Brazil tends to pump out a lot of solid death/thrash metal, which was popularized by the legends Sepultura. However, few know that before they even had one record out, they put their Bestial Devastation EP on a split release with a band known as Overdose, their side being titled Seculo XX. Of course, Overdose would never get nearly as much recognition as their peers, and while they did reunite in recent years, they all but died off by the mid-‘90s. Furthermore, they also started off in a very different path. The first three albums leaned more towards power metal, followed by a thrash release, and then two groove metal albums. They’re all very tough to come by, but lucky for you I’ve found them all in full on YouTube, each one included here. Today I’ve decided to take a closer look at all six records, and rank them all.
6) Scars (1995)
Overdose probably should have sealed the deal with the record before Scars, which also wasn’t anything too impressive. This being the most groove metal of all, there’s some signs of rhythmic flow and strong ideas, but none of it is pieced together very well. Moreover, there are some absolutely horrid vocal passages here and there that sound nothing more than babbling, which can be found in “My Rage.” It’s also an overly long release and drags even the decent moments out far too much. The solo work in the second half of “Manipulated Reality” is quite impressive, but small specks like that are the only thing that help this out.
Final Grade: F+
5) ….Conscience…. (1987)
The debut album was an evil that was definitely needed; though ….Conscience…. Isn’t really that great of a record, it’s certainly one that gets everything out on the table for what’s to come. Clean vocals over fast guitar passages make this nothing shy of a power metal disc that’s too messy for its own good. Tough production pokes the solos through a bit hard, the flow is quite shoddy, and the songwriting is less than memorable. The energy is here, and the right idea is being shown. Thus, songs like “Ultima Estrela” boast a very explosive front that I dig the hell out of. All in all, it’s fair to call this the backbone of what makes up the two following records. Not essential hearing, but worth at least looking at.
FInal Grade: C-
4) Progress Of Decadence (1987)
So right here we have the other of the two groove albums, and easily the better of the two at that. Progress Of Decadence basically followed the Chaos A.D. formula step-by-step, which means it’s pretty good but unoriginal and not that memorable. The rhythms here are incredibly strong because of Andre Marcio’s outstanding drumming, helping to stabilize the guitars and cementing a far sturdier foundation. It isn’t much of a “guitar album,” since melody doesn’t break much of the surface; however, “Deep In Your Mind” is packed with strong licks and solo work. Yes, there’s a tough-guy attitude, and there’s a lot of start/stop strumming here. If some of the length was trimmed, it likely would have been better.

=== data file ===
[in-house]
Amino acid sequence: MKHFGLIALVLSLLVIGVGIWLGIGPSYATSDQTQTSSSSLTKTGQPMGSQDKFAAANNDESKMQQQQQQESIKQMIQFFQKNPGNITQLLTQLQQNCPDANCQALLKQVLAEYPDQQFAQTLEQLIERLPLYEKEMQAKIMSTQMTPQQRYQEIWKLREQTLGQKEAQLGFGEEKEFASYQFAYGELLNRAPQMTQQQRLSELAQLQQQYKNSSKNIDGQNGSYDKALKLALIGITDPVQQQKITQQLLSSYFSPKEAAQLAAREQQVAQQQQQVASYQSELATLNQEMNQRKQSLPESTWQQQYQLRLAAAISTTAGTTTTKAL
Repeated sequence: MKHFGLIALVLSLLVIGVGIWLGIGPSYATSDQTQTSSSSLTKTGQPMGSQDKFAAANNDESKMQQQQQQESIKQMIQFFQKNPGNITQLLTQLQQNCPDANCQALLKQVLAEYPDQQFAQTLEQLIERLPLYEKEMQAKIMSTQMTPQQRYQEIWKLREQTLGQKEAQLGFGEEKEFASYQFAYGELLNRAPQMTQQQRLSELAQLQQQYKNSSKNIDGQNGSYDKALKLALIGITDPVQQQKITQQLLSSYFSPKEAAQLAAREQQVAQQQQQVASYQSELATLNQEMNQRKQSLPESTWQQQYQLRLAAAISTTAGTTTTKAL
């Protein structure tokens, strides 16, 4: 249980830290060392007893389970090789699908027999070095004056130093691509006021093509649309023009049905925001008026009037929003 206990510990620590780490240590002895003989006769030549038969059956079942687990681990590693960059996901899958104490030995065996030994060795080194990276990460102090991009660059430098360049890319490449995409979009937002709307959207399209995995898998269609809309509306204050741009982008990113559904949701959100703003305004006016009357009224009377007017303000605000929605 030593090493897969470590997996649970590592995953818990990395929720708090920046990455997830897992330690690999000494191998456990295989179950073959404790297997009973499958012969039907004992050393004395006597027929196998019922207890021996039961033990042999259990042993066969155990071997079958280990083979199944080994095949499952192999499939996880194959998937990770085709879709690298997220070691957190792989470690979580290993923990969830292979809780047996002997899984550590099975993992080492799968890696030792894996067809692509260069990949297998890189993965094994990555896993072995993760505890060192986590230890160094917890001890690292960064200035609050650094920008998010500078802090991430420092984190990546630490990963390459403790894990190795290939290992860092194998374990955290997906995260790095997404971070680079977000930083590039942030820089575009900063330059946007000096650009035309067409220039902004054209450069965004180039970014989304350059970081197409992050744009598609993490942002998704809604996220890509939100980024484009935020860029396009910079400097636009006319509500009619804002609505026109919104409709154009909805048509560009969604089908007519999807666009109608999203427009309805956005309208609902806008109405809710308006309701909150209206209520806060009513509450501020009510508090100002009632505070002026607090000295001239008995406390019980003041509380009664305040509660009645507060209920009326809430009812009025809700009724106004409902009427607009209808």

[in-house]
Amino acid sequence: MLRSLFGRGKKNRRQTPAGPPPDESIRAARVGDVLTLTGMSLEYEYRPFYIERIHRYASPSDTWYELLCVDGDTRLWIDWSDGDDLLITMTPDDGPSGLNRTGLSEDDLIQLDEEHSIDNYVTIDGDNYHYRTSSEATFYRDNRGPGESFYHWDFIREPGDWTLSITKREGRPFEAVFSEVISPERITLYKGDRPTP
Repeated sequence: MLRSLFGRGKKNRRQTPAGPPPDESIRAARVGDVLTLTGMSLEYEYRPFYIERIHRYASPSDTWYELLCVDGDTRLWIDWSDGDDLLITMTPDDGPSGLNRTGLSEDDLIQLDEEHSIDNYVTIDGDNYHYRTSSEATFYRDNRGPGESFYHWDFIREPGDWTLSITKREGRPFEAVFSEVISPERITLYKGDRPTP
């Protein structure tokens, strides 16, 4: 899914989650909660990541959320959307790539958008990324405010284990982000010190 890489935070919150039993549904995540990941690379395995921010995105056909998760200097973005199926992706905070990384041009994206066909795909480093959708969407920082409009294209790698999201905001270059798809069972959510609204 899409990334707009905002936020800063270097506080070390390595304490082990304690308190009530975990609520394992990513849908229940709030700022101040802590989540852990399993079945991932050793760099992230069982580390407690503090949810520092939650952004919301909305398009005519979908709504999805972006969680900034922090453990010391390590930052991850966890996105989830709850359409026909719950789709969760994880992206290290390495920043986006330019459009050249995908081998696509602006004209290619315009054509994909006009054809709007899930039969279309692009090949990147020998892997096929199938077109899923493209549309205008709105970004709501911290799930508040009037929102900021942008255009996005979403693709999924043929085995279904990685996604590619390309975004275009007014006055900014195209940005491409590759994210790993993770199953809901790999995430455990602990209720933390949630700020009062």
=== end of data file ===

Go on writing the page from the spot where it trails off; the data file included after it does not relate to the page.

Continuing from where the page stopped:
Final Grade: C
3) Circus Of Death (1992)
Ah, the record that marks the biggest shift in sound, as everything prior to this was far more power metal than thrash. In Circus Of Death, vocalist Pedro “Bozo” is replaced with “Baza,” a far more vocally aggressive front-man. You can find your typical speed/thrashers such as “The Zombie Factory” that blast off fiery explosions of riffs, as well as slower numbers like “Dead Clowns.” The latter dulls out some of the sharp distortion to make it a bit easier to swallow. And then you’ve got numbers that have a bit of everything like the masterpiece “The Healer.” This one does a spectacular job at welding together a slower intro, blistering vocals, and tons of melody. For all who dig straight up thrash from the southern hemisphere, this is your hidden adventure.
Final Grade: B
2) Addicted To Reality (1990)
If you can get past the hideous disaster known as the album cover of Addicted To Reality, then you’re in for a solid power/thrash treat! With an even split between the two genres, you can get an idea of where the band was headed. “White Clouds” shows a tougher push in vocal delivery, which helps the songs pack a harder punch. On the contrary, “Pain” stacks acoustic guitars and softer licks on top of a heavy bottom that still remains. Overdose doesn’t show the slightest hint of losing their melodic gifts, and vocal harmony still shows its face. There could be a little bit of trimming in the overall output, but for the most part, this is a pretty great spin. Part of this may be because of it following up the masterpiece that hit a year prior.
Final Grade: B+
1) You’re Really Big! (1989)
Vault readers, if you don’t listen to a single album I’ve talked about yet, at least give You’re Really Big! a try, because I don’t know how it didn’t get further recognition. Being their second album, it cleans up every problem that was found in the debut album. Gone are any issues with production or songwriting, and present are hooks for days. “Nuclear Winter” is an incredible number with amazing vocals placed atop some of the smoothest instrumentation the band has ever created. Instrumentals are used to help transition the songs into one another, with the best one being the lump of fret-happy energy called “Age Of Aquarius.” But one of the biggest standouts here is the ballads. “Let Us Fly” is a beautiful track with a calm tone and an enticing intro. The harder speed/power punches lie within the magic of tracks like “Stoneland” and “Fight For Our Dreams.” Taking all of these ideas and making them work so well together is tough, but Overdose did it brilliantly! Fans of Manowar, Satan, or Helloween should dig this release up as soon as possible!
Final Grade: A